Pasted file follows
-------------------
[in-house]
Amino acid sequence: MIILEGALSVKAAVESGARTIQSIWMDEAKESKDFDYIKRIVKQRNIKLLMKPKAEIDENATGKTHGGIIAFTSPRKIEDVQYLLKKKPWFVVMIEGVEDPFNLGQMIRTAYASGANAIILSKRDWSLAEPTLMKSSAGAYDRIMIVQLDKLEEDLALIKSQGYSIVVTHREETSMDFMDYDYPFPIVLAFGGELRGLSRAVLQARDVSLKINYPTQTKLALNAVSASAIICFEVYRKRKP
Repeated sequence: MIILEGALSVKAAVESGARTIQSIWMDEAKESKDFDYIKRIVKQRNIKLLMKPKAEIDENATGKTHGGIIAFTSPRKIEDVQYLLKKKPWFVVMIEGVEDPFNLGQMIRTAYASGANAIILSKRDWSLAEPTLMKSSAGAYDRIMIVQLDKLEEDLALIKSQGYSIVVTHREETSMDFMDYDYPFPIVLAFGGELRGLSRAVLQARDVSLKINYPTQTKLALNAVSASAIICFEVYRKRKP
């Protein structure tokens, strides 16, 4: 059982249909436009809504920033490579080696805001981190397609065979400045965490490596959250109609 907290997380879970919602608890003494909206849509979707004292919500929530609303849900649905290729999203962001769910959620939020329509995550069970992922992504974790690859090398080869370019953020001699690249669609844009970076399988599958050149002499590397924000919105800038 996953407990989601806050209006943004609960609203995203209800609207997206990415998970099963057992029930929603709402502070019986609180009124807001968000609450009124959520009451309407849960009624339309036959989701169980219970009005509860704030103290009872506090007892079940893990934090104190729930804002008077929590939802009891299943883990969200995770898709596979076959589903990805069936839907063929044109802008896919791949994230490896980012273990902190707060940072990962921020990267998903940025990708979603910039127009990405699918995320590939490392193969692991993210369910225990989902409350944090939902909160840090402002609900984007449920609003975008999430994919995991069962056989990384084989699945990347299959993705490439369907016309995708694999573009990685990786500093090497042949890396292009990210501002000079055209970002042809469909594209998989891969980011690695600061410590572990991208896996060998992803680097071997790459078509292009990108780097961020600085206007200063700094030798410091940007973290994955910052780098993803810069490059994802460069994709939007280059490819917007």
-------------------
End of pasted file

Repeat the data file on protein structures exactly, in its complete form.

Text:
[in-house]
Amino acid sequence: MIILEGALSVKAAVESGARTIQSIWMDEAKESKDFDYIKRIVKQRNIKLLMKPKAEIDENATGKTHGGIIAFTSPRKIEDVQYLLKKKPWFVVMIEGVEDPFNLGQMIRTAYASGANAIILSKRDWSLAEPTLMKSSAGAYDRIMIVQLDKLEEDLALIKSQGYSIVVTHREETSMDFMDYDYPFPIVLAFGGELRGLSRAVLQARDVSLKINYPTQTKLALNAVSASAIICFEVYRKRKP
Repeated sequence: MIILEGALSVKAAVESGARTIQSIWMDEAKESKDFDYIKRIVKQRNIKLLMKPKAEIDENATGKTHGGIIAFTSPRKIEDVQYLLKKKPWFVVMIEGVEDPFNLGQMIRTAYASGANAIILSKRDWSLAEPTLMKSSAGAYDRIMIVQLDKLEEDLALIKSQGYSIVVTHREETSMDFMDYDYPFPIVLAFGGELRGLSRAVLQARDVSLKINYPTQTKLALNAVSASAIICFEVYRKRKP
């Protein structure tokens, strides 16, 4: 059982249909436009809504920033490579080696805001981190397609065979400045965490490596959250109609 907290997380879970919602608890003494909206849509979707004292919500929530609303849900649905290729999203962001769910959620939020329509995550069970992922992504974790690859090398080869370019953020001699690249669609844009970076399988599958050149002499590397924000919105800038 996953407990989601806050209006943004609960609203995203209800609207997206990415998970099963057992029930929603709402502070019986609180009124807001968000609450009124959520009451309407849960009624339309036959989701169980219970009005509860704030103290009872506090007892079940893990934090104190729930804002008077929590939802009891299943883990969200995770898709596979076959589903990805069936839907063929044109802008896919791949994230490896980012273990902190707060940072990962921020990267998903940025990708979603910039127009990405699918995320590939490392193969692991993210369910225990989902409350944090939902909160840090402002609900984007449920609003975008999430994919995991069962056989990384084989699945990347299959993705490439369907016309995708694999573009990685990786500093090497042949890396292009990210501002000079055209970002042809469909594209998989891969980011690695600061410590572990991208896996060998992803680097071997790459078509292009990108780097961020600085206007200063700094030798410091940007973290994955910052780098993803810069490059994802460069994709939007280059490819917007």